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Tens of thousands of supporters of Thaksin Shinawatra, the deposed Thai prime minister, are heading to Bangkok, Thailand's capital, preparing for mass rallies aimed at toppling the government.

The United Front for Democracy Against Dictatorship - popularly known as the Red Shirts - staged early protests on Friday and said a "million-man march" was to be held during the weekend.

"Today we had some small groups gathering, this is not yet a rally. We want to build sentiment before Sunday," Jatuporn Prompan, a Red Shirt leader, said.

Friday's protests passed peacefully, and organisers have insisted the coming rallies will also be non-violent.

But concerns about possible unrest remain and the government is deploying a 50,000-strong security force. It has enacted a tough security law that allows authorities to impose curfews and limit movements.

Military checkpoints

Al Jazeera's Wayne Hay, reporting from the outskirts of Bangkok, said checkpoints had been set up on the main roads leading into the city.

"The military and police have set up these checkpoints to check for any weapons that may be taken into Bangkok by Red Shirt supporters," he said.

Thailand's Red Shirts

 Supporters of former PM Thaksin Shinawatra, ousted in bloodless coup in 2006

 Formally known as the United Front of Democracy Against Dictatorship (UDD)

 Formed in 2008 as a counter to the anti-Thaksin People's Alliance for Democracy, also known as the Yellow Shirts

 Members are mainly rural workers from outside Bangkok, especially in the rural north and northeast, but also has support from students and other political activists

 Group accuses the military and Thai elite of undermining democracy

"The Red Shirts themselves fear that these checkpoints are in place to prevent them from going to Sunday's protest.

"So far there is no sign of that but military and police are certainly ready for any trouble that may arrive."

Thaksin is still very popular in many parts of Thailand, but no one is really expecting a million people to gather in Bangkok to protest, our correspondent said.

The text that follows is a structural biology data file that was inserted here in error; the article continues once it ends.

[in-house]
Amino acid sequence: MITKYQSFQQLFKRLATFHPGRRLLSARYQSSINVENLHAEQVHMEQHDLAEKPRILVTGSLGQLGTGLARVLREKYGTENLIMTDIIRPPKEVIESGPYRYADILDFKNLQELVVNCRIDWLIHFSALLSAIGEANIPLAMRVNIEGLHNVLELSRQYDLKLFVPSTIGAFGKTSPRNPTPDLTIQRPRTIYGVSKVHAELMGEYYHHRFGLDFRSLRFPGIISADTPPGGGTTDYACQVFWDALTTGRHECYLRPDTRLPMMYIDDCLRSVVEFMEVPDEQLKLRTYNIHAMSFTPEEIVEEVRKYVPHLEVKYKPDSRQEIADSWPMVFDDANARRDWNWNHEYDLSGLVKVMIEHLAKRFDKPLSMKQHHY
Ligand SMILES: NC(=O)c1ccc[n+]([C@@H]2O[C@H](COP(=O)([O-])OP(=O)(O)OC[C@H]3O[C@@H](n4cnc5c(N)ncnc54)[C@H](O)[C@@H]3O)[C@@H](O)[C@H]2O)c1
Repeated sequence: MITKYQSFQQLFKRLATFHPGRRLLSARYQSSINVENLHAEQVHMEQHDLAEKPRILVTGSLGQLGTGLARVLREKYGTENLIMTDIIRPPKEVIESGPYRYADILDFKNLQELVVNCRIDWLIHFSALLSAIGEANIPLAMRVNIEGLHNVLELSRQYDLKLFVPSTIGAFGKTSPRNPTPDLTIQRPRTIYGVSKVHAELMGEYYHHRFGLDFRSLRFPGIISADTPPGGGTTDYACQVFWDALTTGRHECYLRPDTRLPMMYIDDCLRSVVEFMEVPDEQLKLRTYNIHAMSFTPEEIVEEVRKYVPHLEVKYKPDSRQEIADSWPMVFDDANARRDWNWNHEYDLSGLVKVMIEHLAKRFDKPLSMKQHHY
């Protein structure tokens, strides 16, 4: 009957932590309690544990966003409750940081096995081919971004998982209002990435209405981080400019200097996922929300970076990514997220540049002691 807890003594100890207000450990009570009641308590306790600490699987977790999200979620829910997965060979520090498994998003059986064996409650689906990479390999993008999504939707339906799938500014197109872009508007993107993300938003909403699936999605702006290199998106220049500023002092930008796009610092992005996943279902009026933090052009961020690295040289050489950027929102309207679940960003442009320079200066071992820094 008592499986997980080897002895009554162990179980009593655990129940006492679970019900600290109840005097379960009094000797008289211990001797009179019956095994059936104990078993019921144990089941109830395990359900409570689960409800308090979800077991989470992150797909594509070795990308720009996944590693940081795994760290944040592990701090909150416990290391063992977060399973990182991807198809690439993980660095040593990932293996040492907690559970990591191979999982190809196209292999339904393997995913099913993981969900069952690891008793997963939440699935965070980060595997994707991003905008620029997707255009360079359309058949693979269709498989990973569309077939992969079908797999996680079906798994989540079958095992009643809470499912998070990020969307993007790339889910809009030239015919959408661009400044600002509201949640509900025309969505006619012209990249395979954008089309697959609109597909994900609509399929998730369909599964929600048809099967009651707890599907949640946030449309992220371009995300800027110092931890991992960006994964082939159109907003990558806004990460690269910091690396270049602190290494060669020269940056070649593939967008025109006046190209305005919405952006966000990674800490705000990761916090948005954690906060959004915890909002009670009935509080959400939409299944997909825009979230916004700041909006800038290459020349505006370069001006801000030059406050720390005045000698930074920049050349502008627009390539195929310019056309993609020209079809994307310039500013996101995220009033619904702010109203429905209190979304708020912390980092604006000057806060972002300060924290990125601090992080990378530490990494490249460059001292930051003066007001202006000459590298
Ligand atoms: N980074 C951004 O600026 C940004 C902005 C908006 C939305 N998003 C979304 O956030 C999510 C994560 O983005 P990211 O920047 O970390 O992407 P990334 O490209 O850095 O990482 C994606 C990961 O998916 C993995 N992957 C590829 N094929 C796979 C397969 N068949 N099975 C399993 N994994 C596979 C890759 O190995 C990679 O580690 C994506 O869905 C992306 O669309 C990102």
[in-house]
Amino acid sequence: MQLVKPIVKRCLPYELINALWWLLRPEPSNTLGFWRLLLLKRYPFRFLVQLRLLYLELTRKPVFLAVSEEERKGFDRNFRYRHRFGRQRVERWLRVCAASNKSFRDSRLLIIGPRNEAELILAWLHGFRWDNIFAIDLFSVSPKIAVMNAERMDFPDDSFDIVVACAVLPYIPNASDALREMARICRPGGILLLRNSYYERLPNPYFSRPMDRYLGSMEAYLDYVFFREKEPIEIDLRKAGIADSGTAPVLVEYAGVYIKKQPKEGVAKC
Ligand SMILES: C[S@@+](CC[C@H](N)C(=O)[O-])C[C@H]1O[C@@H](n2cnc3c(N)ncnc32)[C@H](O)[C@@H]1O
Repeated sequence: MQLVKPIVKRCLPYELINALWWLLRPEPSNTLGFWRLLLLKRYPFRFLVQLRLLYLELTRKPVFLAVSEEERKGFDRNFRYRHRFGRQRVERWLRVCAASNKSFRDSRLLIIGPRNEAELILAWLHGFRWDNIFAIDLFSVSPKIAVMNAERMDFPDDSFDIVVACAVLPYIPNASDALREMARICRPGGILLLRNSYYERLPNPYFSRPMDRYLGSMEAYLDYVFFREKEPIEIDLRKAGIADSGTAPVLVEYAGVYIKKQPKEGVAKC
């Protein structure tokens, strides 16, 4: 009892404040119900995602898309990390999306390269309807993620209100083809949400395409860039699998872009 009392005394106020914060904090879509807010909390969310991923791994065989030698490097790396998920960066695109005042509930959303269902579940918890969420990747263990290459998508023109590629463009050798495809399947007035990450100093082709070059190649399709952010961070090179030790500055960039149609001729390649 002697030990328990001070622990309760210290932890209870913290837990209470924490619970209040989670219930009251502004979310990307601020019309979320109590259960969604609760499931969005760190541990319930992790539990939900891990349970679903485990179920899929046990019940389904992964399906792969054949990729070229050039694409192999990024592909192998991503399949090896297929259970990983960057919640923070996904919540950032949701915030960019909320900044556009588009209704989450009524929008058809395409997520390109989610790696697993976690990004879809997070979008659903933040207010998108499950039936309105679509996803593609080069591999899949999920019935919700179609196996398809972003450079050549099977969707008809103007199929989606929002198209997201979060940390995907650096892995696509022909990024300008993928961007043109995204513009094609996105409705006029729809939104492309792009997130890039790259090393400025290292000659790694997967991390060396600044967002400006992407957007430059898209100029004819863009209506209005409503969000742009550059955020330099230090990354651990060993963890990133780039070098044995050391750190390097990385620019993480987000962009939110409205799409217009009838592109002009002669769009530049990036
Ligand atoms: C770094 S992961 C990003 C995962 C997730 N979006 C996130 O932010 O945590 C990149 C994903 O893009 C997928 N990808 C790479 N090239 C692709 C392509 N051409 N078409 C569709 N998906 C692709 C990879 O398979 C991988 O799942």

Supporters of Thaksin, who was ousted in a 2006 military coup, called the protests two weeks after Thailand's highest court confiscated $1.4bn of his assets, frozen after the coup.

The Red Shirts argue that the government of Abhisit Vejjajiva, the Thai prime minister, came to power illegitimately with the backing of coup leaders and the ruling elite, and they are demanding new elections.

Authorities are anticipating unrest triggered by the planned rally, citing the Red Shirts' last major protest in April last year, which descended into bloody clashes on the streets of Bangkok.

Potential sabotage

Armed guards stood at many banks and state buildings on Friday after government warnings of potential sabotage, including bombings.

Several schools were closed, and some companies allowed staff to work from home.

The weekend's scheduled start of Thailand's national soccer league season has also been delayed, while dozens of countries issuing some form of travel warning to their citizens.

For their part, the Red Shirts have accused the government of trying to create fear, and said they have no intention of occupying public or private buildings, including the two airports serving Bangkok.

One of them, Suvarnabhumi international airport, which was shut down by anti-Thaksin Yellow Shirt protesters in late 2008, is believed to have put contingency plans in place to deal with any attempts at disruption.

Source: Al Jazeera and agencies